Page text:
Having the correct light spectrum to match the reflective properties of snow was a key element since the surface is obviously white. While LED lights may be suitable for illuminating fields of grass or soil, none are specifically matched to snow like Snow-Bright™ technology. This allowed further separation between poles, reducing overall infrastructure. Fewer poles translates to less trenching and wiring, dropping time, material and labor costs.
Coincidentally, Ultra-Tech had specified brand new composite pole technology for replacing streetlight infrastructure in hurricane-prone regions like Puerto Rico, Florida, and the Bahamas where wooden telephone poles and steel poles were literally blown away. The composite poles were half the cost of metal and had the added advantages of extremely high wind and corrosion resistance. Since Hogadon Basin can experience winds exceeding 100 miles per hour, the composite pole, at half the price of steel, provided an ideal solution. Since Friends of Hogadon is a non-profit, they qualified for a five percent cash-back rebate that applies to ski areas with either adaptive sports programs or non-profit status. Hogadon Basin needed 205 fixtures at $770 each for a total of $157,850. The rebate came to $7,892.50, another value toward completing the project within budget.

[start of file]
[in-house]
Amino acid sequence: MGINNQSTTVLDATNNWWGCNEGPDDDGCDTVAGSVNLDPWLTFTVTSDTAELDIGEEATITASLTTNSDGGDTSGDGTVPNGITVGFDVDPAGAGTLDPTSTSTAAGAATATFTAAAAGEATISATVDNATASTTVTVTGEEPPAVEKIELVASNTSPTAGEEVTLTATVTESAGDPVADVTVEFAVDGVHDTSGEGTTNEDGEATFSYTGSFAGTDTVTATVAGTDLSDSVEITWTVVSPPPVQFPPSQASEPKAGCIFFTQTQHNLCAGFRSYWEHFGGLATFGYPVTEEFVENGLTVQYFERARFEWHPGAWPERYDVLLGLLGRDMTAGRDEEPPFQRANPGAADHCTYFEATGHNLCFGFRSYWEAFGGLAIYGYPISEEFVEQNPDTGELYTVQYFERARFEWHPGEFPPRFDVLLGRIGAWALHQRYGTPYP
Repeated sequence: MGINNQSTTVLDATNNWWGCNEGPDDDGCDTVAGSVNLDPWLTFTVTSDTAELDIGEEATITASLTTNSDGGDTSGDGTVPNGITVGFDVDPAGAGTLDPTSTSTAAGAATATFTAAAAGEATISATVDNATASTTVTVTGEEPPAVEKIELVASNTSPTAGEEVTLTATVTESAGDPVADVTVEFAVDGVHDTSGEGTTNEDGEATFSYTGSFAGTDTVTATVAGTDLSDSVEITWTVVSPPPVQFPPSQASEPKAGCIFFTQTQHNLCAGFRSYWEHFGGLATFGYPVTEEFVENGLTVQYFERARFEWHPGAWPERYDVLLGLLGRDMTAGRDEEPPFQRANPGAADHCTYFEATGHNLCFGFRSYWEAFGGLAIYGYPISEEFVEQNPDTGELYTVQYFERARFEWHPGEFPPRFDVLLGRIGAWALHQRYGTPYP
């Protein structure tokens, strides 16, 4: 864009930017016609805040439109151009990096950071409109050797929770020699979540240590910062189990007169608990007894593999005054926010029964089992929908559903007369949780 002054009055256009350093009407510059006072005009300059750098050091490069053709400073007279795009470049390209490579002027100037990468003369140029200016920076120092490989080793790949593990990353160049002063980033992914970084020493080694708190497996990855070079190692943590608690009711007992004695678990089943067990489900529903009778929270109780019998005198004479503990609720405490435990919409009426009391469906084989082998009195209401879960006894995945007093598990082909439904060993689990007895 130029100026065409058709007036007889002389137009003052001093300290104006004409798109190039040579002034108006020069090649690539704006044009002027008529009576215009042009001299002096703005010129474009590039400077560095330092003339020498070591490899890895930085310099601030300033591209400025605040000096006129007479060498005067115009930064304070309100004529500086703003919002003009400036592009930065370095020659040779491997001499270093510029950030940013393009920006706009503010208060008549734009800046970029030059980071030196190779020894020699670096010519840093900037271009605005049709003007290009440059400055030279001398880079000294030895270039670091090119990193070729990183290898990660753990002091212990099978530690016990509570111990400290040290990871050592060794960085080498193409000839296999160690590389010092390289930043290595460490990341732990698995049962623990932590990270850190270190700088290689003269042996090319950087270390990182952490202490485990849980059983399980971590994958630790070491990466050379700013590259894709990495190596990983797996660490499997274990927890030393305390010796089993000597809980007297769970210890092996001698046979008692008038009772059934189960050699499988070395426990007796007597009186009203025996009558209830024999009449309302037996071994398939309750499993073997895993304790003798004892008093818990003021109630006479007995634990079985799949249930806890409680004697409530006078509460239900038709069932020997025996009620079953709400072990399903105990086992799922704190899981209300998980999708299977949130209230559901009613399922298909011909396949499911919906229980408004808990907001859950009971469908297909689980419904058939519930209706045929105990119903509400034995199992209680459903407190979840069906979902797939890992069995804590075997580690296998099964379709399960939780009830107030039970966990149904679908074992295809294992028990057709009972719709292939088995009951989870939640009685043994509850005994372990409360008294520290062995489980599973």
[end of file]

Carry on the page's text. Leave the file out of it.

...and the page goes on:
To get down to the critical $420,000 goal, Lutz worked with Ultra-Tech Lighting to reevaluate the lighting plan. Using buildings as substitutes for poles and changing some pole spacing, the final fixture number was brought down to fall within the available funds. The project was greatly enhanced when Kelly Boyle, owner of City Service Electric, agreed to take on the night skiing project at wholesale, with very little profit made by his company. Additionally, Rocky Mountain Power Company agreed to set the lights using their equipment, which allowed the project to avoid additional installation costs.
Interestingly, Hogadon Basin is considering upgrading chairlifts that would customarily require the use of poured concrete foundations. Helical piles by TorcSill can be used as foundations for lift towers and even buildings. Cost reductions are equally impressive for other infrastructure that can use helical piles for the foundation. This approach offers enormous flexibility since the correct helical piles can accommodate most soil conditions and can be removed, moved and reused.
Hogadon Basin will enjoy its first season with nighttime skiing and riding, lessons, training, competitions and events in the 2019-20 ski season. Conservatively, slope lighting can increase mountain availability by 25 percent. This actually increases labor utilization from lift operations to snow maintenance like grooming and snowmaking. Also, food services can expand to dinners, snacks and beverage service with the added hours of operation. Tapping into night skiing drives revenue. John Lutz and the Friends of Hogadon expanded the potential of Casper, Wyoming’s snow sports venue in a very significant way.
All photos courtesy of John Lutz